How Ushahidi maps the voices of those in need

Dominic Burbidge discusses how Ushahidi’s transformative crowdsourcing techniques have alleviated crises in Kenya and beyond.

The wake of Kenya’s 2007 presidential election held little promise. As the new year broke, protests over disputed election results gathered pace and swelled into violence, leaving around 1,300 people dead and 300,000 displaced. To travel Kenya’s old railway, stretching from the western city of Kisumu to the eastern city of Mombasa, was to pass through a society tearing itself apart.

But something small and positive was about to rise from the ashes, something that would catch the imagination of development practitioners across the globe.

From her city of Eldoret, one of the epicentres of Kenya’s post-election violence, Juliana Rotich joined other Kenyans online to try to make sense of what was going on. In a simple yet groundbreaking move, this group of friends documented what they heard from people via text message and email onto an online map. In the face of a media blackout, the digital age stepped forward, giving space to those who wanted to know exactly what was happening during one of Kenya’s most destabilising periods. An innovative form of crowdsourcing was born, and “Ushahidi” – Swahili for “testimony” – soon gained recognition as one of the 10 best NGOs in the world.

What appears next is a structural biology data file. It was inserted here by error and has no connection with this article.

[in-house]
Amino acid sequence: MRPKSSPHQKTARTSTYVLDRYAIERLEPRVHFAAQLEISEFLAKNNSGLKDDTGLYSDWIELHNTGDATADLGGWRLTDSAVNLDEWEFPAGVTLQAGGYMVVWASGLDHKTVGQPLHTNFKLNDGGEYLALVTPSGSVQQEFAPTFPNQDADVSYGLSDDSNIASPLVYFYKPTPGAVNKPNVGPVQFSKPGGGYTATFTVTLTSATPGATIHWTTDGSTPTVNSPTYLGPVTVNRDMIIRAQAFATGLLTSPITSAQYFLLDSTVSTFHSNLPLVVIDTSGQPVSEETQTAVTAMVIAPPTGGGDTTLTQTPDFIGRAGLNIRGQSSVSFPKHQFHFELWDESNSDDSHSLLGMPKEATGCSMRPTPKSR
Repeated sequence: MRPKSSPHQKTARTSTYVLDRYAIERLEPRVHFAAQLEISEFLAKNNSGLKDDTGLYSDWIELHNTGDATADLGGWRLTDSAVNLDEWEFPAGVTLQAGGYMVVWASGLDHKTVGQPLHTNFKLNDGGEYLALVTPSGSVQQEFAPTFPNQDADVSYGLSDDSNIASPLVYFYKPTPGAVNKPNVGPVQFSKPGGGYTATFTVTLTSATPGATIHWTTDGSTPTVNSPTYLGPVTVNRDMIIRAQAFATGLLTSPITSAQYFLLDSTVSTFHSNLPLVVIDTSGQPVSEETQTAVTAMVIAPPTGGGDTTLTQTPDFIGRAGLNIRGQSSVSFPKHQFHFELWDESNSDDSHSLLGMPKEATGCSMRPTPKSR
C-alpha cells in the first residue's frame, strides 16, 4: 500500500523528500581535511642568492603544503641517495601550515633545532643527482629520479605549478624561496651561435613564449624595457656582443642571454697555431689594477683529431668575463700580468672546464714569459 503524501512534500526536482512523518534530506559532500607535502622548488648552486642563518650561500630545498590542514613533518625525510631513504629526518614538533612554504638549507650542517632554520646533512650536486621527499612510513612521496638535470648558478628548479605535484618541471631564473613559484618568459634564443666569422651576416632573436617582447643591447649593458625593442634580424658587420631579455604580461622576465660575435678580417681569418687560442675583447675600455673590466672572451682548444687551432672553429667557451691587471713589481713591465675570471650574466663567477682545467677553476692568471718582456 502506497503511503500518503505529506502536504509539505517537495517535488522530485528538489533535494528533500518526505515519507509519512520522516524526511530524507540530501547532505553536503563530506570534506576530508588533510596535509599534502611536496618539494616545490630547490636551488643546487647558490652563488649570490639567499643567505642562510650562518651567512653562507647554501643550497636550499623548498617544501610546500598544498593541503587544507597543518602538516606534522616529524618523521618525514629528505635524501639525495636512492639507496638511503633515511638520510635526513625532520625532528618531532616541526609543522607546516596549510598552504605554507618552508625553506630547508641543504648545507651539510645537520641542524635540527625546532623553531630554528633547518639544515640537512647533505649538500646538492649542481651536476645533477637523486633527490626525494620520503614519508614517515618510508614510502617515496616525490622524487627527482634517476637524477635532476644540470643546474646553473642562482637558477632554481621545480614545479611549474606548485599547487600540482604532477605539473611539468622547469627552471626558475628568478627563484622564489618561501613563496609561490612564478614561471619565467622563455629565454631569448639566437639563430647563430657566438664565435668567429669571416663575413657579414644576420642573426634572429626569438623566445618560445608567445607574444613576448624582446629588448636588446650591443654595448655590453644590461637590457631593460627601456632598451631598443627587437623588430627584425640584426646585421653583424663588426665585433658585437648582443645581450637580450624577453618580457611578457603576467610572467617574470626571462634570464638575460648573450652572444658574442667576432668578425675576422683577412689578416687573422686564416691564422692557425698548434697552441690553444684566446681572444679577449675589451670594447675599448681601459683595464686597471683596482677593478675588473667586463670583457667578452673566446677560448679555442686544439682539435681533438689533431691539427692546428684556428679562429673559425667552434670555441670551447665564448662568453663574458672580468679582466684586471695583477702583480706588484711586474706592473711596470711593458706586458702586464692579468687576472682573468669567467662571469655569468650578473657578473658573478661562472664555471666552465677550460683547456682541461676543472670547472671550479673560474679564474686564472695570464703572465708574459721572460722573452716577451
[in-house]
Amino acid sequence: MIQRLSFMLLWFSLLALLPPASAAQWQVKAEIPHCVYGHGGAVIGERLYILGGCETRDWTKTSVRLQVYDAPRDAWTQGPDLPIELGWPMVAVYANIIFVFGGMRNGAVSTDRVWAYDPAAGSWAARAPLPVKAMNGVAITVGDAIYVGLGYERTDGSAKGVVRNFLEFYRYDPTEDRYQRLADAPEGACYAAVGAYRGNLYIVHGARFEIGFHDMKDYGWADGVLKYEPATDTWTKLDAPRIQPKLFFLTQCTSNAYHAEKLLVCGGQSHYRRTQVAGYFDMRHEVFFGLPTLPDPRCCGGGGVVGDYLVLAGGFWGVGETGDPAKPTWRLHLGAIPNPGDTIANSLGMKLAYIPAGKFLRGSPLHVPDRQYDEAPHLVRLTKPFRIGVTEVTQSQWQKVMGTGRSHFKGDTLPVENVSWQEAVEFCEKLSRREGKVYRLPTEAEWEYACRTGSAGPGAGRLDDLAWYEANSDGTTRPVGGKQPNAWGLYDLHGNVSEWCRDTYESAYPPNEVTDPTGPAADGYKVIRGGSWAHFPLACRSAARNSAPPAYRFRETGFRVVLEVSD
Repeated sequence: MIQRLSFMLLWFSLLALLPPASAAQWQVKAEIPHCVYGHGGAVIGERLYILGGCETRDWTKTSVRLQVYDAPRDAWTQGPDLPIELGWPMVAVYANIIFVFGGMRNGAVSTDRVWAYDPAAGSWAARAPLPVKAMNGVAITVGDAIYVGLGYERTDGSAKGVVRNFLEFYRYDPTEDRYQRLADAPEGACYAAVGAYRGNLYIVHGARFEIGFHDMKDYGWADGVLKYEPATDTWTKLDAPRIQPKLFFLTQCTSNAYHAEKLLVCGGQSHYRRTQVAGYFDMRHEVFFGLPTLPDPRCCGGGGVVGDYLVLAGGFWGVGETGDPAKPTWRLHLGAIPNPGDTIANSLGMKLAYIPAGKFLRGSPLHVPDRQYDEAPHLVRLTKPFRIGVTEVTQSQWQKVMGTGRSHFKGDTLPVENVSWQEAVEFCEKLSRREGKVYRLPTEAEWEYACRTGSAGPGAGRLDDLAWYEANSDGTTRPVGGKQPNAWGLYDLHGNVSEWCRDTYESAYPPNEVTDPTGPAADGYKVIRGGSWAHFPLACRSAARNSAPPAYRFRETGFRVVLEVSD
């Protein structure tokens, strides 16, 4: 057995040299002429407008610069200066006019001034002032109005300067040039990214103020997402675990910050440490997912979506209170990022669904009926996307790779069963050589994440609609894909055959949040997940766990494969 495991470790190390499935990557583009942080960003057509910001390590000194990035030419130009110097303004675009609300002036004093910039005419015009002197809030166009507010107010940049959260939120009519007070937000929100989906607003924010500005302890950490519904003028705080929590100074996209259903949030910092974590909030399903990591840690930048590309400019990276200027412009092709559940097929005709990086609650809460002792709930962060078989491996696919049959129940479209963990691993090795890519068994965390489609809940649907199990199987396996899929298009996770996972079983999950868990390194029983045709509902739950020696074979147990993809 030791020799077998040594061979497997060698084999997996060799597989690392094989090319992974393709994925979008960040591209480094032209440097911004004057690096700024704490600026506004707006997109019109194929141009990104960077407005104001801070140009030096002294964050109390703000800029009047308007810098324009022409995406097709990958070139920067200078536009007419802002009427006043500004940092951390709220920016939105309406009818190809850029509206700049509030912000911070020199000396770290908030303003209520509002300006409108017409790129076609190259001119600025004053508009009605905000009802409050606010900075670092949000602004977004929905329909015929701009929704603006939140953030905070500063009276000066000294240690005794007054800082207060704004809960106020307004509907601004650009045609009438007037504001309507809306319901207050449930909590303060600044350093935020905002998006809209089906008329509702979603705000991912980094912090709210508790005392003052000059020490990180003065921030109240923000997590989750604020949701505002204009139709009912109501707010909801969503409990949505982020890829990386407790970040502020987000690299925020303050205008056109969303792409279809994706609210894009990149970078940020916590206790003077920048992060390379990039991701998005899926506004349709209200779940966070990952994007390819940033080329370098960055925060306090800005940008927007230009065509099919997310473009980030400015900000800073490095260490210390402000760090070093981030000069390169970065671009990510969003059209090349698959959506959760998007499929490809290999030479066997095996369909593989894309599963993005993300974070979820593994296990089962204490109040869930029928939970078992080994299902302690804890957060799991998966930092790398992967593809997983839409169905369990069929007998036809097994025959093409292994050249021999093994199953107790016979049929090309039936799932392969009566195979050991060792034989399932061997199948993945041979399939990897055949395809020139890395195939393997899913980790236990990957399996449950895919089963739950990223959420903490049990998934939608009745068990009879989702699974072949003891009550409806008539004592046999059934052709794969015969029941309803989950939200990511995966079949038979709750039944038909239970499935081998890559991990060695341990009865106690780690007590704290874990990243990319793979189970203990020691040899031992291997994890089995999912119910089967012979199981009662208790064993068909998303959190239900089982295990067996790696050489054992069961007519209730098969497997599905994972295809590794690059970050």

The Kenyan team mapped on a macro scale reports of riots, deaths and looting from the very people affected by what was going on. Word spread and Kenyans were able to attract international attention to their plight. After two days of coding the software, one of Ushahidi’s founders, Ory Okolloh, launched the website on her blog and wrote:

“We … don’t think we have a true picture of what is really going on – reports that all [of] us have heard from family and friends in affected areas suggests that things are much worse than what we have heard in the media. We also (in my idealist world) hope that we can begin to put names and faces to the people who have lost their lives in this mess.”

Since then, the Ushahidi platform has been used to meet the challenges of earthquakes in Haiti and Japan and instability during the Arab Spring.

What makes Ushahidi a game-changer? Publication of any catastrophe or national upheaval was once the responsibility of a handful of journalists or public officials, usually under-resourced and unable to reach the places where disasters hit worst. Ushahidi means the world’s most unstable places can be reported on by those affected, channelling many voices into one macro picture of what is going on. Ushahidi’s power was displayed after the Haiti earthquake in 2010 when victims communicated on-the-ground information to the Ushahidi platform and disaster relief agencies used this information to more effectively direct their aid. Since then, mapping disasters through crowdsourcing has become a key part of the UN’s work and research bodies such as the Harvard Humanitarian Institute have been scrambling to understand how crowdsourcing is able to “prepare, mitigate, and respond to emergencies”.